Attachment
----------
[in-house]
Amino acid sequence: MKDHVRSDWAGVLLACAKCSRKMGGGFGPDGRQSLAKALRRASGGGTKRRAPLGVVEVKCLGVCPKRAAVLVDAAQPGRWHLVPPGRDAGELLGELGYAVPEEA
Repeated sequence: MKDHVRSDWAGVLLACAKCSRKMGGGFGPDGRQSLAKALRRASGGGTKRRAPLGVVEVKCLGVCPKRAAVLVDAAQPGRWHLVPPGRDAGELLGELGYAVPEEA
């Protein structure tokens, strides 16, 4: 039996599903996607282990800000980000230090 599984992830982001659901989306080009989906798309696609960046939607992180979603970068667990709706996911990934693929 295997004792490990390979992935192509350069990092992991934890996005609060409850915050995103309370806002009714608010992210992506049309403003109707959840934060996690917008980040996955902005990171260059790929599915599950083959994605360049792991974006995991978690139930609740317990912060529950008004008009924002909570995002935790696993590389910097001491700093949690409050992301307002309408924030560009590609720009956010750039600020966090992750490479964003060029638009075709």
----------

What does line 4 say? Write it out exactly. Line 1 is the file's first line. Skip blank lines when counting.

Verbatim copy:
């Protein structure tokens, strides 16, 4: 039996599903996607282990800000980000230090 599984992830982001659901989306080009989906798309696609960046939607992180979603970068667990709706996911990934693929 295997004792490990390979992935192509350069990092992991934890996005609060409850915050995103309370806002009714608010992210992506049309403003109707959840934060996690917008980040996955902005990171260059790929599915599950083959994605360049792991974006995991978690139930609740317990912060529950008004008009924002909570995002935790696993590389910097001491700093949690409050992301307002309408924030560009590609720009956010750039600020966090992750490479964003060029638009075709």